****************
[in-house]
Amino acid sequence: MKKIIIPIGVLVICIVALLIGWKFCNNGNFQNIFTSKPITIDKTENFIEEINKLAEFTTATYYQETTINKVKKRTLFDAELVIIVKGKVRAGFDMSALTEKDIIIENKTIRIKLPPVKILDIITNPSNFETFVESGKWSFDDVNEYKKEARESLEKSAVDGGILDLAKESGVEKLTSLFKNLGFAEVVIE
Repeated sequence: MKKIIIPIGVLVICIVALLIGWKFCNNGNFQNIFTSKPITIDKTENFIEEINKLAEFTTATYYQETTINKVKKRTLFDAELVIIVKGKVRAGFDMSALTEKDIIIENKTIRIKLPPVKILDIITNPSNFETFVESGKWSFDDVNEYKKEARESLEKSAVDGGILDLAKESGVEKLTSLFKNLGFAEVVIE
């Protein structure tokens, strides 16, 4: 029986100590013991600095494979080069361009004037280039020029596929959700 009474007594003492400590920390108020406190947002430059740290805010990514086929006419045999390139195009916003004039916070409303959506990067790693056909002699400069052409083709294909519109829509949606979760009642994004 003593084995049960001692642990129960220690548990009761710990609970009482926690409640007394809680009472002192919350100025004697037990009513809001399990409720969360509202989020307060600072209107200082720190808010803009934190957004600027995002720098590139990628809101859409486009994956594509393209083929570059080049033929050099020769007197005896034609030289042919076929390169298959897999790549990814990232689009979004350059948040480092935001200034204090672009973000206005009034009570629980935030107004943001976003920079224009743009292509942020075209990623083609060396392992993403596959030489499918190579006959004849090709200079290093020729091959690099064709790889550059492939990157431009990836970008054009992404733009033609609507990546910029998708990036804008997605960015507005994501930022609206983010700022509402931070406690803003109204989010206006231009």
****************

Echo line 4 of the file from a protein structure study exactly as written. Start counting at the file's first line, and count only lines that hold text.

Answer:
């Protein structure tokens, strides 16, 4: 029986100590013991600095494979080069361009004037280039020029596929959700 009474007594003492400590920390108020406190947002430059740290805010990514086929006419045999390139195009916003004039916070409303959506990067790693056909002699400069052409083709294909519109829509949606979760009642994004 003593084995049960001692642990129960220690548990009761710990609970009482926690409640007394809680009472002192919350100025004697037990009513809001399990409720969360509202989020307060600072209107200082720190808010803009934190957004600027995002720098590139990628809101859409486009994956594509393209083929570059080049033929050099020769007197005896034609030289042919076929390169298959897999790549990814990232689009979004350059948040480092935001200034204090672009973000206005009034009570629980935030107004943001976003920079224009743009292509942020075209990623083609060396392992993403596959030489499918190579006959004849090709200079290093020729091959690099064709790889550059492939990157431009990836970008054009992404733009033609609507990546910029998708990036804008997605960015507005994501930022609206983010700022509402931070406690803003109204989010206006231009």